In the 1980s, one of Mark Thomas' early contemporaries - a certain Ben Elton - used to have audiences eating out of the palm of his hand with his aside, 'a little bit of politics'. Elton's ironic narrative was funny not least because it usually followed an especially savage comic rant against the Tory government of the day and 'Thatch' in particular.
Even in his early days, Mark Thomas' comedy was political, if at times - unlike Ben Elton - he seemed unhappy not just about 'Thatcher's Britain', but about absolutely everything. Whilst still being categorised as straightforward stand-up, Thomas should have thrown in his own aside - 'a little bit of comedy' - to remind audiences (and himself, one suspects) of the primary billing for his gigs.
The reality is that Mark Thomas was never really just about making audiences laugh. He had a serious point to prove and whilst this undoubtedly turned casual viewers and some of the paying public away from him, it also found him a new audience. More than 20 years on, Mark Thomas has found his place (in fact he did a while ago).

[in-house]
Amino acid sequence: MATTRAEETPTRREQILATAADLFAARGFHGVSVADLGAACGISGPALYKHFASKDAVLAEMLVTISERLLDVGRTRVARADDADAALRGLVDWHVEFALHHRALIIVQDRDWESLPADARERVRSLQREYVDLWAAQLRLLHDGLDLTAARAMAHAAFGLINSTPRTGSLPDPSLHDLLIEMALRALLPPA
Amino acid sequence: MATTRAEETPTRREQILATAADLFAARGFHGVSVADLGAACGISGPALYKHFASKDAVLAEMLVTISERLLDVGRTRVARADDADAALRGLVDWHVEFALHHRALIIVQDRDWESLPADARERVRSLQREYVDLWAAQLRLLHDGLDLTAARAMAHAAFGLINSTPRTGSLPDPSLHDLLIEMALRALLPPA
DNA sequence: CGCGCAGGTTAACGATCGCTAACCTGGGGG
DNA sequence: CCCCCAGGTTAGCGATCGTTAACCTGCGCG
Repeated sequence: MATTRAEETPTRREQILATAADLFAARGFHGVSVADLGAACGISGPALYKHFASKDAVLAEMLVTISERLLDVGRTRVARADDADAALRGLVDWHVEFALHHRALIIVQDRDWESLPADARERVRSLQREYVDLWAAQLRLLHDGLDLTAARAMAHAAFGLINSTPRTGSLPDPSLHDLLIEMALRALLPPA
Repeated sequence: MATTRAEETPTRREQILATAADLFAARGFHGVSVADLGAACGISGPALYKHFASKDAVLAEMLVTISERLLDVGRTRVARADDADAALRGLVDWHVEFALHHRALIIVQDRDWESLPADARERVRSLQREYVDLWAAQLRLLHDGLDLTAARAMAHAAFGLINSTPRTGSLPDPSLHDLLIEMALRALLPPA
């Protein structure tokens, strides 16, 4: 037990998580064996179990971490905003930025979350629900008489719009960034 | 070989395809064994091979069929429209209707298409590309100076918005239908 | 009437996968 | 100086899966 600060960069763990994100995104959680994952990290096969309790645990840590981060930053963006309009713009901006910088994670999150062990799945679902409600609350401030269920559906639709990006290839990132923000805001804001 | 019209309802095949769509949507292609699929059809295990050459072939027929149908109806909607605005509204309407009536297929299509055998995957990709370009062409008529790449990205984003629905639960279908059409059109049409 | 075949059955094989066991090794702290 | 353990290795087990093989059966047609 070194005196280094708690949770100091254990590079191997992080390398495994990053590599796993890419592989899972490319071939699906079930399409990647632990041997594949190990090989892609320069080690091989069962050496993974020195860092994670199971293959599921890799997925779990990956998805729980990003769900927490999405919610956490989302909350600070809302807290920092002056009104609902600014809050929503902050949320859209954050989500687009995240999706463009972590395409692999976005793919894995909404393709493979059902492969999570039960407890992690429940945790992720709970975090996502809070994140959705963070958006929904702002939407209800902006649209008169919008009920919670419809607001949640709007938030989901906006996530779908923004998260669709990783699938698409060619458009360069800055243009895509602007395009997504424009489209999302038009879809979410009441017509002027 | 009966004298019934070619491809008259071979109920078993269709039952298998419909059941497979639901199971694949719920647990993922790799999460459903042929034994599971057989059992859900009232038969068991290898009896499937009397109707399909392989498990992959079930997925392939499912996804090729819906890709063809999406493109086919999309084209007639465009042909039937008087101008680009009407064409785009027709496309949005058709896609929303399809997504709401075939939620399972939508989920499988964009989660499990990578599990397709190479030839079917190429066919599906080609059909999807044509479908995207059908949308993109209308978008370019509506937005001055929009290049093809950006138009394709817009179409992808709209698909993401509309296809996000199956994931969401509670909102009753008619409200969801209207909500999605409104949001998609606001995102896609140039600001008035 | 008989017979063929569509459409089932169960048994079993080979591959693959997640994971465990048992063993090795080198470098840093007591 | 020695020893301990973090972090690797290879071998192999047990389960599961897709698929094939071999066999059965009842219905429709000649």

In 2010, he embarked on an audacious 'ramble' the entire length of the separation barrier between Israeli and Palestinian territories. Thomas' latest show - and book - recount this 750km walk under the title, Extreme Rambling.
His motivation is clear now and he's not just an angry man venting vitriol in the guise of stand-up. Mark Thomas is a serious, one imagines somewhat tortured, individual with a good heart who wants to highlight many of the failings and hypocrisies of the modern world. And his audiences love it, which is why two extra weeks of dates at the Tricycle Theatre, London, have been added after the first run sold out.
The extended run ends on Saturday 28th May, before a series of nationwide tour dates, currently ending in September in Aberystwyth. Tickets are on sale, prices typically start at £10-£15 (£17 for London).
Mark will now also bring his show to the Edinburgh Festival Fringe, playing the Bongo Club nightly, from the 8th until 20th August. Tickets cost £14.50 - on sale now.